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The Dark Path of Addiction

I was petrified of drugs while in high school, the belief that drugs could ruin your life was well established in my upbringing in a small suburbia town in Northern New Jersey. I did however always have a feeling of being different than my peers growing up and obsessing about why they did what they […]

I was petrified of drugs while in high school, the belief that drugs could ruin your life was well established in my upbringing in a small suburbia town in Northern New Jersey. I did however always have a feeling of being different than my peers growing up and obsessing about why they did what they did and why I was different. That may be why I smoked weed my first week of college. I was now living on my own with no parents lurking near me, I also just wanted to fit in, everyone I had met was smoking, I couldn’t say no. If only I had known where that hit of marijuana was going to take me.

It wasn’t long before I started to smoke every single day, day and night. I had found something that shut down the voice in my head, made me more social and most importantly, made me feel part of. Getting together with peers and smoking and laughing was a fantastic experience. Not that I wasn’t social as a child but I just always felt like I was different than everyone, not anymore. Weed took a priority over college very soon and by the second year I was leaving and moving back home. It felt like a major step backwards and I felt terrible about it. Weed was also just not doing the job anymore, one night in a convenience store parking lot somebody has some percocet, I happily accepted.

Within 2 years after that night I was being admitted into an inpatient dual-diagnosis treatment center and it was the first of many for me. Between the ages of 21-26 I went to several treatment centers and simply was not ready to change my life. The thing with recovering from addiction is that self knowledge is not the solution. Knowing I can never use drugs again does not keep me from getting high. I have a sick mind, where my addiction lies, that constantly throws excuses at me to get high and that it would fix everything. So if I can’t rely on my mind what can I do? I must rely on something greater than me, a source that others in recovery tapped into and proved to be the only thing that got them free from addiction.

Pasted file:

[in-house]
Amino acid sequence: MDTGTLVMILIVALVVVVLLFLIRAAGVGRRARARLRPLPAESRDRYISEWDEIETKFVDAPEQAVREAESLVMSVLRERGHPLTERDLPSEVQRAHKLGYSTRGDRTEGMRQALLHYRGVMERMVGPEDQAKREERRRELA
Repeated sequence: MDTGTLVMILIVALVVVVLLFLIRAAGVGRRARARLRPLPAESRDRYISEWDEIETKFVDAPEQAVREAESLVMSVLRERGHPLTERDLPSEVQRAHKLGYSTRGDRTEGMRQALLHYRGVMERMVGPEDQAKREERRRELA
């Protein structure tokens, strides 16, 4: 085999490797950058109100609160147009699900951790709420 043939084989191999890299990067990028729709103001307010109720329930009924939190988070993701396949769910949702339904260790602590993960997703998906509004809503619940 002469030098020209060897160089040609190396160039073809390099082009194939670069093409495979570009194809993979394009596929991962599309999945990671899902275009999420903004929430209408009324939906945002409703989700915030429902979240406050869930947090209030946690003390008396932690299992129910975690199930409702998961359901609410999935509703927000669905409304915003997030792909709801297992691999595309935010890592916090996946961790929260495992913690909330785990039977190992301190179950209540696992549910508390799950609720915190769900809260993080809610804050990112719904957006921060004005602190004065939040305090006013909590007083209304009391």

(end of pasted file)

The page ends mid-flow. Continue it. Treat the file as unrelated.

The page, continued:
The idea of needing to rely on a higher power took years for me to comprehend. Not that I had an issue believing in god I just thought it was a little too much and that my situation wasn’t as bad as most others. Five years of trying and failing though and my life was as bad as anyone else I was comparing to. My father had just died in 2015 and I felt so lost and hopeless that the idea of a Power greater than myself being the only solution to my problems was welcomed into my life very quickly after my dad had died. Once I welcomed that idea into my head and followed guidance, my life got dramatically better. It is that simple, but that hard part is getting our stubborn, argumentative, ego-filled mind to accept that we are powerless and need help. Please if you are struggling, find a meeting, find someone who can introduce you to this higher power, in my years of ups and downs it has proven to be the only thing that works.

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